Olympic Reform Legislation Heads to President’s Desk for Signature

Olympic Reform Legislation Heads to President’s Desk for Signature
A man wearing a protective mask, following an outbreak of the coronavirus disease (COVID-19), walks past the Olympic rings in front of the Japan Olympics Museum in Tokyo, Japan, on March 13, 2020. (Athit Perawongmetha/Reuters)
Masooma Haq

Broad Olympic reform legislation, after unanimously passing in the House of Representatives Thursday, now heads to the president’s desk to be signed into law.

The package was introduced by U.S. Sens. Jerry Moran (R-Kan.) and Richard Blumenthal (D-Conn.), chairman and ranking member of the U.S. Senate Commerce Subcommittee, which has authority and oversight of the health and safety of U.S. Olympic athletes.

“Today, the House passed our Olympic reform legislation advancing critical changes and effective safeguards to protect our Olympic, Paralympic, and amateur athletes,” Moran and Blumenthal wrote in a joint statement on Thursday. “Through the input and guidance of the courageous survivors—athletes who traveled to Washington shared their stories and demanded change—we were able to advance this legislation through Congress.”

The legislative package named the Empowering Olympic, Paralympic, and Amateur Athletes Act, was first unveiled in July of 2019 following an eighteen-month investigation into wide-ranging abuse within the U.S. Olympic body, in response to the Larry Nassar abuse case.

Nassar, a former USA Gymnastics national team doctor and professor at Michigan State University College of Human Medicine, is now a convicted rapist, accused of assaulting over 250 young women and girls. He is serving the equivalent of two life-sentences.

The Senators’ legislation was crafted after four subcommittee hearings in which interviews with Olympic athletes and survivors were conducted and over 70,000 pages of documents were reviewed.

Bronze medalist at the 2000 Olympics Jamie Dantzscher said this legislation will send a clear message to the Olympic leadership.

“It also sends a message to the leadership of the US Olympic Committee and the national governing bodies: Put the health and safety of athletes above money and medals or you will be held accountable,” said Dantzscher.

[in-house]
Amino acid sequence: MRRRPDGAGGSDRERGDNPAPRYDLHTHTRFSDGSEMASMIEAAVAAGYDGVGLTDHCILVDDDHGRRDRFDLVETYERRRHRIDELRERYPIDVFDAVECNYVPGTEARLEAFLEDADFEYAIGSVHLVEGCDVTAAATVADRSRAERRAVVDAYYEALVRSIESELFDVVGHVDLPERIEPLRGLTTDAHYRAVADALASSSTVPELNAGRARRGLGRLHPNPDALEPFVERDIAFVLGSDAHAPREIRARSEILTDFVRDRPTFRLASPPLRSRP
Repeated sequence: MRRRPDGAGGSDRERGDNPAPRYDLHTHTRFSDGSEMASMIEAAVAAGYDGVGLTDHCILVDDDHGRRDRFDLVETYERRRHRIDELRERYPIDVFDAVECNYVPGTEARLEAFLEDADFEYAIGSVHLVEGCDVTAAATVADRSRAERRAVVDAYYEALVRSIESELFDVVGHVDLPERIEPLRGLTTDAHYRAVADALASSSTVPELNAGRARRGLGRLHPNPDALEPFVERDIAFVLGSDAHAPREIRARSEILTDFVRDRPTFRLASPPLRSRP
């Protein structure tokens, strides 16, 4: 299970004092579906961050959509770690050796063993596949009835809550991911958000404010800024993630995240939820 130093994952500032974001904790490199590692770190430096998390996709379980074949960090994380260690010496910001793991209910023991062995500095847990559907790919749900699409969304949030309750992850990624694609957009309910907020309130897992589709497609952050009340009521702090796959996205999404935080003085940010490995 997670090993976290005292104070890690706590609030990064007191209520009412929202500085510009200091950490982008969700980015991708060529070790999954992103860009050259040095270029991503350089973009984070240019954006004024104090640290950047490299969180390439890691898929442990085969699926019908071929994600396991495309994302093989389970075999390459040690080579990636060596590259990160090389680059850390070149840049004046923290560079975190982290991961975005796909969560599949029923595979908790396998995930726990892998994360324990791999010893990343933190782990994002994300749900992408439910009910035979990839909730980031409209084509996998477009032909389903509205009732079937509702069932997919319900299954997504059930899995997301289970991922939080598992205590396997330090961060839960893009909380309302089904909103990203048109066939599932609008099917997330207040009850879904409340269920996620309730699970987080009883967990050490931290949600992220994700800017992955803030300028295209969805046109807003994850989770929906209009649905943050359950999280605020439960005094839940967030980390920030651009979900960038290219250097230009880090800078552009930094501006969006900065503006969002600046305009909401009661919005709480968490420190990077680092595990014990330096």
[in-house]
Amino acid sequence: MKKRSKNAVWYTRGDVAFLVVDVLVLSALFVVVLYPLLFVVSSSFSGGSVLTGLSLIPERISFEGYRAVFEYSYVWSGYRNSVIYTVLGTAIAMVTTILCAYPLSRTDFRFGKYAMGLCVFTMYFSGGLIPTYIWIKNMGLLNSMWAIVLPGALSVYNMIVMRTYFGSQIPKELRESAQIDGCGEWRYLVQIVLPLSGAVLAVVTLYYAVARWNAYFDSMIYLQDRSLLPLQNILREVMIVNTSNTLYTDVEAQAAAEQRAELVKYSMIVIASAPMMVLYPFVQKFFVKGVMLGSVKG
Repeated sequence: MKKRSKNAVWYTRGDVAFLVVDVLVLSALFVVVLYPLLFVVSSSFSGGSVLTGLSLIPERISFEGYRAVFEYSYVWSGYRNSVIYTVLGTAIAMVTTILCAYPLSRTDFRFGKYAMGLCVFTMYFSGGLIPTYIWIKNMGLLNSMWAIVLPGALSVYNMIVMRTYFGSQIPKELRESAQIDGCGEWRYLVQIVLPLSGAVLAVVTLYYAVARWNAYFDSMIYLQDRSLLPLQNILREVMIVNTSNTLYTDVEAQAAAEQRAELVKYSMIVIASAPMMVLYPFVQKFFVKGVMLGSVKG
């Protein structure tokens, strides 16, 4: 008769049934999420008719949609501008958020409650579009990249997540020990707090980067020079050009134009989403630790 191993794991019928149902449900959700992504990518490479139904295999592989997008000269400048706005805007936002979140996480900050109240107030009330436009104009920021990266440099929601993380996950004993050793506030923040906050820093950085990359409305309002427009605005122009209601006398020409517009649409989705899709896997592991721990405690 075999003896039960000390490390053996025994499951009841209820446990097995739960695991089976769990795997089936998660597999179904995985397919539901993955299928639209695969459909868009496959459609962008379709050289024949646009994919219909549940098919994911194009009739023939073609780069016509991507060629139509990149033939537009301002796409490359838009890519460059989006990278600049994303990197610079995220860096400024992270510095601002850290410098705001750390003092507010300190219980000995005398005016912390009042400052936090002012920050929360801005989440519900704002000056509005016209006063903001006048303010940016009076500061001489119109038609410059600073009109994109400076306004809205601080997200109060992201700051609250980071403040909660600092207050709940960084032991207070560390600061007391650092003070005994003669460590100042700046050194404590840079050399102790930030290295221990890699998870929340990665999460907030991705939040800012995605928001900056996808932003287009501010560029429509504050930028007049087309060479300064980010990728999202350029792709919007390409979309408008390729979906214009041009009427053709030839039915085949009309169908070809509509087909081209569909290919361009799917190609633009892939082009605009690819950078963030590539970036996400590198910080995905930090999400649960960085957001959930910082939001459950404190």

One of the legislation’s provisions codifies the rules for how adults must report the abuse of amateur athletes and prevents athletes from facing retaliation within the Olympic organization.

The bill also considerably increases athletes’ representation on Olympic governing boards.

In addition, the legislation proposes the United States Olympic and Paralympic Committee (USOPC) provide $20 million to the SafeSport center.

The SafeSport Center is a nonprofit housed in Denver, Colorado. The center became authorized by the U.S. government under the Protecting Young Victims from Sexual Abuse and Safe Sport Authorization Act of 2017.

According to the SafeSport website, “The law entrusts the Center as the exclusive authority to respond to reports of allegations of sexual abuse and sexual misconduct within the United States Olympic & Paralympic Committee and their recognized National Governing Bodies.”

Another provision in the package promotes safety by requiring national governing bodies to enforce SafeSport sanctions and maintain records of barred coaches and any other individuals.

“We are grateful to our colleagues in the House who advocated for this bill, and we look forward to the president signing this legislation into law to institute and enforce these reforms so all athletes can participate in the sport they love without fear of abuse,” the Senators wrote.

Meanwhile, Sarah Hirshland, the CEO of the USOPC, wrote in a statement on Oct. 1 that Moran and Blumenthal’s legislation was a “big win” for team USA athletes.

The next Olympic events are scheduled to be held in the summer of 2021 in Tokyo, Japan.

Masooma Haq began reporting for The Epoch Times from Pakistan in 2008. She currently covers a variety of topics including U.S. government, culture, and entertainment.